Up to ~50% of that of natural gas as shown in the studies referred in the link. Roughly 10 times more than wind & solar.

Rick Engebretson's picture
Rick Engebretson on August 2, 2016

Helmut, Europe has done many things extremely well, having become developed before the fossil fuel era. One example is the system of canals and waterway transport. Inland and international water transport perhaps even defines European commerce.

We in the US have neglected our waterways for decades, but not forgotten them. The “northwest passage” water route was never found, but the Erie Canal allowed international water transport to Duluth, MN. Similarly, the Mississippi River became a key inland transport provider after investment priorities. With this water circulatory system we would also get inland “climate control.” You are right, we need some priorities adjusted.

European railroads are cute and sexy, but nothing like the beasts in America.

Bob Meinetz's picture
Bob Meinetz on August 2, 2016

“Studies”? Bas Gresnigt, that’s propaganda written by fringe lunatics living in fear of the Nuclear Boogeyman. IPCC:

“The life cycle GHG emissions per kWh from nuclear power plants are two orders of magnitude lower than those of fossil-fuelled electricity generation and comparable to most renewables (EC, 1995; Krewitt et al., 1999; Brännström-Norberg et al., 1996; Spadaro et al., 2000). ”

Or – “roughly” one order of magnitude (fringe lunatics: 10 times) fewer emissions than you say there are. If you continue posting nonsense like that, readers might think you are one!

Darius Bentvels's picture
Darius Bentvels on August 2, 2016

not a solution … for fueling heavy duty transportation … at the scales required to replace conventional fuels.

It’s coming with the fast decreasing costs of P2G ( ) and the decreasing whole sale electricity prices thanks to wind & solar.
Remote controlled, unmanned P2G units housed in a sea-container at the gas station are in development (already pilots). So the gas station will only need a power line, which is cheaper and less risky than bulk transport of gas.

Bob Meinetz's picture
Bob Meinetz on August 2, 2016

Bas Gresnigt, you might be interested in new C2R (Coal to Renewables) technology being developed in Schleswig-Holstein, where massive coal-powered fans blow air on wind turbines, and bright coal-powered lights shine on solar panels. By 2340 C2R will be 100% coal-free!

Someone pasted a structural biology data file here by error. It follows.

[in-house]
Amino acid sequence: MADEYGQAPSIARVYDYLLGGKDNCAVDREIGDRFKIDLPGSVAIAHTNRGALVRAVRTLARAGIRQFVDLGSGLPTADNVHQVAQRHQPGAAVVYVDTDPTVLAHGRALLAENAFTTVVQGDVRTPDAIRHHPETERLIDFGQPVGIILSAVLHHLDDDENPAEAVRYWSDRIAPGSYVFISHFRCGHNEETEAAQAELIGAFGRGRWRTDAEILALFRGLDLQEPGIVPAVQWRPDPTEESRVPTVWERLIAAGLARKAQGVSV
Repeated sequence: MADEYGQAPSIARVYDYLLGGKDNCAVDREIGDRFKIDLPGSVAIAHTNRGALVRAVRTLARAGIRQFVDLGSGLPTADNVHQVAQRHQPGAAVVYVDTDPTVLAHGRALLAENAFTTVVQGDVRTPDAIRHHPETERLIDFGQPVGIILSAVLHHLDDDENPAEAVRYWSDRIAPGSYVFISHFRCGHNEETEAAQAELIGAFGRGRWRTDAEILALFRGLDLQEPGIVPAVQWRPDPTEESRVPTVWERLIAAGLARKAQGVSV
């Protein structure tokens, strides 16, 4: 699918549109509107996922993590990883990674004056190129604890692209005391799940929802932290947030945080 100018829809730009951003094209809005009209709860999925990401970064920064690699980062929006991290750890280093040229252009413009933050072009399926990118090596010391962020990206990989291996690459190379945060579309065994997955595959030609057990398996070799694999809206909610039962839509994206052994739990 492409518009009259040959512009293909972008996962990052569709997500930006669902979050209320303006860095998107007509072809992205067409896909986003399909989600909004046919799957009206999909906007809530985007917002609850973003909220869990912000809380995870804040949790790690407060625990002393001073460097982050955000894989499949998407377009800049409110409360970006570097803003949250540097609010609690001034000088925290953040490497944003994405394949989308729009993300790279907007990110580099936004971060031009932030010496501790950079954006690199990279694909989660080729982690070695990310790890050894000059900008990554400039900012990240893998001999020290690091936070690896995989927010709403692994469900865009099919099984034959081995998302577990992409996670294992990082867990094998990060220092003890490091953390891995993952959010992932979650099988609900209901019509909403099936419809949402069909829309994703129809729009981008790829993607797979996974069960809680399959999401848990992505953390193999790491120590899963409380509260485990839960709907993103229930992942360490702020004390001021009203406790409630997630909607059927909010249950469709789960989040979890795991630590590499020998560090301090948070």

Bob Meinetz's picture
Bob Meinetz on August 2, 2016

Edward, I can empathize with the frustration of going up against advocates of 100% renewable energy. But add to that, taking on Merriam-Webster for conflating electricity with energy:

electricity noun a form of energy that is carried through wires and is used to operate machines, lights, etc.”

Keep fighting the good fight.

Darius Bentvels's picture
Darius Bentvels on August 2, 2016

You refer to an old 2000 IPCC report, and studies that are even older. Can’t find that information in the 2014 IPCC report. Probably deleted as it’s questionable or wrong.
I referred to a publication of 2014 which refers to a 2012 report.

Since 1999 the grade of Uranium ore declined substantially. In 2012 it was ~0.05% on average. That implies increased CO2 emissions per KWh.

Estimations are that at a grade of 0.02% the emissions of nuclear per KWh will surpass those of natural gas.
No new findings of rich layers in past decades…

Bob Meinetz's picture
Bob Meinetz on August 2, 2016

Bas Gresnigt, average uranium concentrations are double what you claim. You’ve been banned twice for lying, do we need to do it again?

Darius Bentvels's picture
Darius Bentvels on August 2, 2016

May be you can agree that your statement in your first comment:”…electricity, which can be generated with nuclear and renewables 100% emission-free.”
is off reality?
(you implicitly admitted that already in your other comments above)